October wage data
Headline growth in earnings accelerated in October to 1.9% YoY, the fastest since July 2018 (and except for that period in mid-2018, the highest since the 1990s). Some of that was base effect, with total earnings in JPY terms actually ticking down in October. Nominal wage growth of 2% also remains below inflation, and in fact the rate of decline in real wages is accelerating. That isn't good news for households, and explains why consumer sentiment continues to decline.
Taking a step back, and there is evidence that the underlying rate of growth in nominal wages is at least back to pre-covid levels, and shows signs of accelerating. Total cash earnings are affected by the payment of bonuses and overtime. Excluding those gives scheduled wages, and they grew by around 0.1% MoM in the three months to October, which is above the average of 0.04% in 2016-19, and the slight contraction recorded in the four years before that. On a YoY basis, regular wage growth is running at 1.4%, the fastest since the 1990s.
Of course, even without inflation being relatively high, these are still very (very) modest rates of growth. And, rather than suggesting a big acceleration, labour market dynamics look consistent with a rise in wage growth from here which continues to be gradual rather than sharp. Unemployment does appear on track to drop in the coming months, but not quite to the lows of 2019. New job offers are reasonably strong, but aren't lifting in a way that would suggest a further big increase in employment.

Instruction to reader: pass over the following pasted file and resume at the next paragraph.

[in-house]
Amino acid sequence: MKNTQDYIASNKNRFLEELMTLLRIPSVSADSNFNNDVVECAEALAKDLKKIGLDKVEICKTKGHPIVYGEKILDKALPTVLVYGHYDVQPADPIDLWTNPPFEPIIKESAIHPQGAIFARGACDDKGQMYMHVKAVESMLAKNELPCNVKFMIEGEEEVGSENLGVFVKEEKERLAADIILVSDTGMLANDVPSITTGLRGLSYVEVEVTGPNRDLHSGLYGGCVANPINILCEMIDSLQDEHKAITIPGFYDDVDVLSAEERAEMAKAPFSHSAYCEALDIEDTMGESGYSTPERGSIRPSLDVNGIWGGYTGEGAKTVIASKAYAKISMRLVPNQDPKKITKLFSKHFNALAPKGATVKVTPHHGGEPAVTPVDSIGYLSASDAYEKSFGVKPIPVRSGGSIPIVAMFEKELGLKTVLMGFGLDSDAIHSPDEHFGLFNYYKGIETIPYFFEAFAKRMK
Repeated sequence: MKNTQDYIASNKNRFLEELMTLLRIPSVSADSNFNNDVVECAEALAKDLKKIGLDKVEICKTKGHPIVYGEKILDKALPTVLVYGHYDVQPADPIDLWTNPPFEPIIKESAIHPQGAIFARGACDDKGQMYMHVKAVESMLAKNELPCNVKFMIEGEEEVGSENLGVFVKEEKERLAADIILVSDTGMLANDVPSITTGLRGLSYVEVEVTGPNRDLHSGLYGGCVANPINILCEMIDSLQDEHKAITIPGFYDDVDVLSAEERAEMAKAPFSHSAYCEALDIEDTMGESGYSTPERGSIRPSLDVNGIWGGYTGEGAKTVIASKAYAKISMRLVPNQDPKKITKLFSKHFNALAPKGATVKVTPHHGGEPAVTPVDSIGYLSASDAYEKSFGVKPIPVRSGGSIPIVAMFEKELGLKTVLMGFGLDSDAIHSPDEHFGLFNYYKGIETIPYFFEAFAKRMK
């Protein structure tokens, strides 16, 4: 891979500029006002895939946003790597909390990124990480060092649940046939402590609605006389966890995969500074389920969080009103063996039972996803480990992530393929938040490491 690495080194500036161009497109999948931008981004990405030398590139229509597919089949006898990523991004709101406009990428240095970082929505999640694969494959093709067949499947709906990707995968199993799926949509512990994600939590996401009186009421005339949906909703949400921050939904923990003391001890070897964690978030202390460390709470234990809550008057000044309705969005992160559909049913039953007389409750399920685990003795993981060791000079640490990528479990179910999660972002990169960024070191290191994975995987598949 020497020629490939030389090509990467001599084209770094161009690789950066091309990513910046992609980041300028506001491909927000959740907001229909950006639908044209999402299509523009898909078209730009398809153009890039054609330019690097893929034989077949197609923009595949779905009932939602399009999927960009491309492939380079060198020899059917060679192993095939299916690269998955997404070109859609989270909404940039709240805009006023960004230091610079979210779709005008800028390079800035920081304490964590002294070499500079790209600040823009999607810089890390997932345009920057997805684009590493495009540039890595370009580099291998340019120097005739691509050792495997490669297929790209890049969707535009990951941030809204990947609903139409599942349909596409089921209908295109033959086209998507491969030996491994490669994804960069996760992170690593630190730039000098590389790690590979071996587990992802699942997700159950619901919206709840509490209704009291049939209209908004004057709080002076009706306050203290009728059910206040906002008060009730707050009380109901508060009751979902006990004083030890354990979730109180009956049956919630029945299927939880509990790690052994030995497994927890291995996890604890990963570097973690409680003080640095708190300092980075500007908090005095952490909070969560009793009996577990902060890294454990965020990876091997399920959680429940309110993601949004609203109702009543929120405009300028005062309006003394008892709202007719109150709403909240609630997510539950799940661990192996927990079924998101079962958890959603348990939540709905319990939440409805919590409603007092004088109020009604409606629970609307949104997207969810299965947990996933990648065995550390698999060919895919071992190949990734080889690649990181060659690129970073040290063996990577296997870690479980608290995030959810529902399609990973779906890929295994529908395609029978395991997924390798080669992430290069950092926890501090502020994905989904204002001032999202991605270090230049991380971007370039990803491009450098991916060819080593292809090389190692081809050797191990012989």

The one big risk around this is the normalisation of the economy after covid, a process that should still have room to run. Unsurprisingly, given the closed border and the hit to domestic activity caused by both the virus itself and the various restrictions used by the government to try to control the disease, the hospitality services industry took a big hit in 2020-21. Employment in the sector continues to run below pre-pandemic levels, which goes a long way to explain why the overall number of jobs in Japan has yet to bounce back to the highs reached in 2019.
The border is now reopening, and it looks like the whole of Asia is finally on the road to normalisation; for Japan the fact that even Beijing now seems to be exiting zero covid is particularly significant, given that before covid, China was Japan's biggest source of tourism. So, it is possible that employment in hotels and restaurants now does recover, tightening the labour market and so putting further upwards pressure on wages. Admittedly, this normalisation process should have been a source of upside risk to the economy in the last few months, but didn't really materialise. Still, it remains something to be monitoring into 2023.